Inspired by CIA Guy's post about Westbay Drive:
Deforestation plays a significant role in global warming (Internet Search).
See large size (5586x1040) version below the fold.
Sunday 9 June 2013, 180º panorama, from West Bay Rotary Park, including view of State Capitol Temple of Justice and Legislative Building Dome, and Port of Olympia with MV Silver Lake, mostly loaded log carrier ship alongside Marine Terminal pier.
I have wanted to get a shot of the mountain this vantage point for a while, finally got around to it a couple days ago. This is from Henderson, just up the hill where the road curves, past Pioneer Park where it crosses the Deschutes River.
'ti'swaq (name of the Mountain according to Robert Satiacum, Restore Native Names to Sacred Places more information)
The time of the Solstice is upon us, and lingering twilight has been ranging right up near to the Eleven O'Clock hour. These shots are from Percival Landing, at about 10:45pm yesterday eve.
Some photos from around town:
The Heron can be a difficult one to photograph. When I approached this one by the 5th Ave Dam, it waited a little before flying off to the opposite side of the dam, then it flew again further down to the rocks of the rip-rap, and gave itself a good feather ruffling.
And now for some flowers!
Full Moon Monday the 25th of February, McLane was abuzz, windy with clouds racing, waters flowing through beaver dam pond, and birdsong in the air. The forest took on a majestic glow after the sun had passed below the Western hill, when a large cloud came overhead and reflected sunlight back down into the valley.
Also includes photos from full Moon rise.
Activity on the pond, getting ready for spring. Maybe even some new-borns already?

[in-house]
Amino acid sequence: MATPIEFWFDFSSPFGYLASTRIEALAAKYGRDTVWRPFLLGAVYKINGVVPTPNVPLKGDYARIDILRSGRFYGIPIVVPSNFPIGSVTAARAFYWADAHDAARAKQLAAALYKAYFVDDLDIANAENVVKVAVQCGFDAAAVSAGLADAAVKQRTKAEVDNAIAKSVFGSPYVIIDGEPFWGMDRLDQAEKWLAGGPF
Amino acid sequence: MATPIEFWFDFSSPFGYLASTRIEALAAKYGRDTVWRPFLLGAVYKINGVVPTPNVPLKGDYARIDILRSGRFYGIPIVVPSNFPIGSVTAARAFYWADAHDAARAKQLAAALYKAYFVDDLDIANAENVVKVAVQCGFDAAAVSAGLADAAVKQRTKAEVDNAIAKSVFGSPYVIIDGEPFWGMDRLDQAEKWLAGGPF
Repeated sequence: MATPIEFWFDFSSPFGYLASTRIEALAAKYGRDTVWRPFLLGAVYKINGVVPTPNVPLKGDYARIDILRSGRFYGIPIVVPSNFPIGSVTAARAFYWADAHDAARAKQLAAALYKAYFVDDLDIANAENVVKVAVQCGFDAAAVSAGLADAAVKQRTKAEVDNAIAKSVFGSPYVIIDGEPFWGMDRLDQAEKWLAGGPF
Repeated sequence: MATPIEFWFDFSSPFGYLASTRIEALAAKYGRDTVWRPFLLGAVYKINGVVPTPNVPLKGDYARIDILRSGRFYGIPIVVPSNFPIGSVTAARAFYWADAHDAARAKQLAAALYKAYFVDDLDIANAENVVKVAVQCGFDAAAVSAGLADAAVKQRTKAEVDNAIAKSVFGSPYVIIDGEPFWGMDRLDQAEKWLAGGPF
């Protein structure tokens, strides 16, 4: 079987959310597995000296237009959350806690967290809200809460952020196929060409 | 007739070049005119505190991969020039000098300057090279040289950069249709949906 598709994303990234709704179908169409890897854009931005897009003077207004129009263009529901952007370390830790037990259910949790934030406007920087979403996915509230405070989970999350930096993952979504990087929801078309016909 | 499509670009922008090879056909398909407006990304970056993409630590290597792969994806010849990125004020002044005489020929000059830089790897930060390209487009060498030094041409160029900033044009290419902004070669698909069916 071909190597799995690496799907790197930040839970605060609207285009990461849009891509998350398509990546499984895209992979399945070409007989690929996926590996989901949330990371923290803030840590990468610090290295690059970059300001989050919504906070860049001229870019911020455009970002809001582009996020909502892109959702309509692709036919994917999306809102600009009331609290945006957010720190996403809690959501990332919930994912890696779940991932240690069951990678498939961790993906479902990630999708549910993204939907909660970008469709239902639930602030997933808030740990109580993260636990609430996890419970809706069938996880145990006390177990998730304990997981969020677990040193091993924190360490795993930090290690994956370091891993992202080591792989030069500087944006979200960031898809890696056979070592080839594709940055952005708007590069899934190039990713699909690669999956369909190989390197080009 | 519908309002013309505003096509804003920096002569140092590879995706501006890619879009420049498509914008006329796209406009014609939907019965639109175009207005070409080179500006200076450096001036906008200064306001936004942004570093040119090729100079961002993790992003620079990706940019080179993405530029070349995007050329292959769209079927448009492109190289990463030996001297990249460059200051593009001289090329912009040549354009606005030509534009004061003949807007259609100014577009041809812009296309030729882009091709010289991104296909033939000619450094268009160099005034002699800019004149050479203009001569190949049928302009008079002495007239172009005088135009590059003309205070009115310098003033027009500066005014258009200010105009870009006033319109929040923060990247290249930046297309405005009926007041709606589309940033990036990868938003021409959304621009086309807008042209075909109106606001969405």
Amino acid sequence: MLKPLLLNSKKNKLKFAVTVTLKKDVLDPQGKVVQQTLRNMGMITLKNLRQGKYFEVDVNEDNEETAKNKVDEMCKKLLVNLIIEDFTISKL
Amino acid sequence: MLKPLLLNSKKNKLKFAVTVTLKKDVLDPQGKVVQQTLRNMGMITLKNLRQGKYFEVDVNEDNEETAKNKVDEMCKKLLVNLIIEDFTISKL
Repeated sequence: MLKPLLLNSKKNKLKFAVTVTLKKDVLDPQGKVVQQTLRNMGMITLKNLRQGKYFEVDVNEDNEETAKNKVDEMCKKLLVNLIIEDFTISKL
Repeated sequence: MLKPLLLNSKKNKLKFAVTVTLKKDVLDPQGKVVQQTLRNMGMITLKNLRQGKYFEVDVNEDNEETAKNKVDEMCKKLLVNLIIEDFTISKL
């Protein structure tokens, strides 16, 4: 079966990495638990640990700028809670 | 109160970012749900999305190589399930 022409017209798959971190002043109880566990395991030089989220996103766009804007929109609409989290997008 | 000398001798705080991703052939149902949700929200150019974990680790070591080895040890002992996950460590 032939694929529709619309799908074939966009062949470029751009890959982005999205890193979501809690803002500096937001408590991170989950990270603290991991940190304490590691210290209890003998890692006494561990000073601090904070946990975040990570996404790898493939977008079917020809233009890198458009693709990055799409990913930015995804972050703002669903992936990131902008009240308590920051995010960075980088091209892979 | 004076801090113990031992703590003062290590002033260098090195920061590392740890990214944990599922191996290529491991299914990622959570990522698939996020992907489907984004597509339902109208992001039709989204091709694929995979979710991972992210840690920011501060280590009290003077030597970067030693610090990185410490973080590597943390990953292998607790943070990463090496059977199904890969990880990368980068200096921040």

Evening by the trail on the pond...windy at times, with ducks, red-wing blackbirds, even a Raven and an Owl.
Happy Birthday MLK!
This long holiday MLK weekend it seemed like there was no lack for events to commemorate the life, work, and spirit of the Rev. Dr. Martin Luther King Jr.. Here are some photos from some of the regional events, including the MLK Jr. Lobby Day, South Sound Buddhist Peace Fellowship Peace Walk in the tradition of Thich Nhat Hahn to honor MLK, and a protest and blockade against atomic weapons at Naval Base Kitsap Bangor.
Laura also reported:
People were cold, but said the water was warmer than the air outside... They had more than 600 people jump in.
The Olympian also posted a story, Long Lake jumping off point for polar bear plungers in Lacey
Thank you to Nancy Partlow, for permitting these photos to be posted here. Nancy also helps to keep a blog about natural history, and pollinators, Bees, Birds & Butterflies
Welcome to Percival Landing sign, submerged by high tide. This was one of higher tides of the season, a predicted 16.5, which turned out to be over 17.5. The tide-level was higher due to the presence of an atmospheric low pressure system, as well as heavy rains associated with the low pressure. Photo by Nancy Partlow
Global warming poses a dual risk for flooding: *1) eventual sea-level rise (so far, scientific estimates of overall sea-level rise due to human caused global warming has only been about one-half to two-thirds of a foot,) and *2) more urgently, the increased intensity of storm systems. As heat/energy builds up in the atmosphere, stronger storms result, translating into lower atmospheric pressures, heavier rainfall, higher winds, etc.
There were many jellyfish in lower budd bay today:
[update: Jellyfish populations been observed to be rising, connected with warmer water: UBC Study]
Went sailing last Sunday, the same day as the Paddle to Squaxin Island Canoe Landing. Stayed far to the West side of the bay, so as to not interfere, although the Coast Guard had to ask us to move to get out of the way of that giant steel ship, Hosanger, as it cleared out of the Port at the same time the canoes were landing at North Point.
In one area of the bay the water seemed to be reddish-brown. After inquiring with LOTT, I was assured that effluent discharge would not cause the water to change color, and it might be caused by Port water run-off tinted by tannins from logs. According to LOTT, the effluent discharges from some 50 or so odd points along a 1,000 foot long pipe, which starts some couple hundred or so feet Northwest of the extremity of the northern tip of the peninsula.